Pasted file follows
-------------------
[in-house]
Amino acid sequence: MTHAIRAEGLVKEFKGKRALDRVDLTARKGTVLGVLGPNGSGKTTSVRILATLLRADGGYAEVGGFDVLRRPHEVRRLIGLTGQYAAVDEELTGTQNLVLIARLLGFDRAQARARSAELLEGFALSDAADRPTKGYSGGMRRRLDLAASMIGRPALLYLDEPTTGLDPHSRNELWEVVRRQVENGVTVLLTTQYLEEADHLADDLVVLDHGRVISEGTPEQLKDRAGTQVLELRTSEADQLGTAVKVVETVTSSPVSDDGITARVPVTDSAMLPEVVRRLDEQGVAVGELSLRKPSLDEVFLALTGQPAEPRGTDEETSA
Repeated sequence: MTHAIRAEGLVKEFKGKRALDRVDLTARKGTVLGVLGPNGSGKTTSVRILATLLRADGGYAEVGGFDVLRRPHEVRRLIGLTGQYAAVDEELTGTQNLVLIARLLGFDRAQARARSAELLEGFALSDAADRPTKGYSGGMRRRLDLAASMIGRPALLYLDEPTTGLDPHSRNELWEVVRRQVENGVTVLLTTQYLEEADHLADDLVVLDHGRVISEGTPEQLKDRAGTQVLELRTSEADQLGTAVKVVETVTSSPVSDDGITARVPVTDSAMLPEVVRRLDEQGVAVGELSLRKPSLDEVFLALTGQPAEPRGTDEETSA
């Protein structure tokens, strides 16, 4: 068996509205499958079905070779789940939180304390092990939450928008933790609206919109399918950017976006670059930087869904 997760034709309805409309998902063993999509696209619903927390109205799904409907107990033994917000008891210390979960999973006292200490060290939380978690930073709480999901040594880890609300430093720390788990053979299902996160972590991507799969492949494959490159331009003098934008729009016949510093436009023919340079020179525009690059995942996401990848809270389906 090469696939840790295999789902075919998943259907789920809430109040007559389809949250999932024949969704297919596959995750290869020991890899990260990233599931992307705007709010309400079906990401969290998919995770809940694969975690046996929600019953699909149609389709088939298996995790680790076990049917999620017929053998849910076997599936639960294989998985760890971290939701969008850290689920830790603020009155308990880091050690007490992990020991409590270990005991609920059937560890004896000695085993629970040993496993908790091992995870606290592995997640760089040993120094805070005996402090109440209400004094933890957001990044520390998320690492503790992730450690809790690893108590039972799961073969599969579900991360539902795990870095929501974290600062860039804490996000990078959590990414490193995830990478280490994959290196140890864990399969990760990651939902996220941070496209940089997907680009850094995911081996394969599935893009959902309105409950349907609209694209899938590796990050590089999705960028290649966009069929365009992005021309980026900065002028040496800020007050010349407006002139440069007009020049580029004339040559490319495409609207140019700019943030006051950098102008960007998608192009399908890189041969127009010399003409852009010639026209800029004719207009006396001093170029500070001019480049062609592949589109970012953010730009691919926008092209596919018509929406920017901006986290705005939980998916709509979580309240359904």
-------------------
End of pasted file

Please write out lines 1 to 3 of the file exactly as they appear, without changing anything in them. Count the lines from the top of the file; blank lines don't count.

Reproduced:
[in-house]
Amino acid sequence: MTHAIRAEGLVKEFKGKRALDRVDLTARKGTVLGVLGPNGSGKTTSVRILATLLRADGGYAEVGGFDVLRRPHEVRRLIGLTGQYAAVDEELTGTQNLVLIARLLGFDRAQARARSAELLEGFALSDAADRPTKGYSGGMRRRLDLAASMIGRPALLYLDEPTTGLDPHSRNELWEVVRRQVENGVTVLLTTQYLEEADHLADDLVVLDHGRVISEGTPEQLKDRAGTQVLELRTSEADQLGTAVKVVETVTSSPVSDDGITARVPVTDSAMLPEVVRRLDEQGVAVGELSLRKPSLDEVFLALTGQPAEPRGTDEETSA
Repeated sequence: MTHAIRAEGLVKEFKGKRALDRVDLTARKGTVLGVLGPNGSGKTTSVRILATLLRADGGYAEVGGFDVLRRPHEVRRLIGLTGQYAAVDEELTGTQNLVLIARLLGFDRAQARARSAELLEGFALSDAADRPTKGYSGGMRRRLDLAASMIGRPALLYLDEPTTGLDPHSRNELWEVVRRQVENGVTVLLTTQYLEEADHLADDLVVLDHGRVISEGTPEQLKDRAGTQVLELRTSEADQLGTAVKVVETVTSSPVSDDGITARVPVTDSAMLPEVVRRLDEQGVAVGELSLRKPSLDEVFLALTGQPAEPRGTDEETSA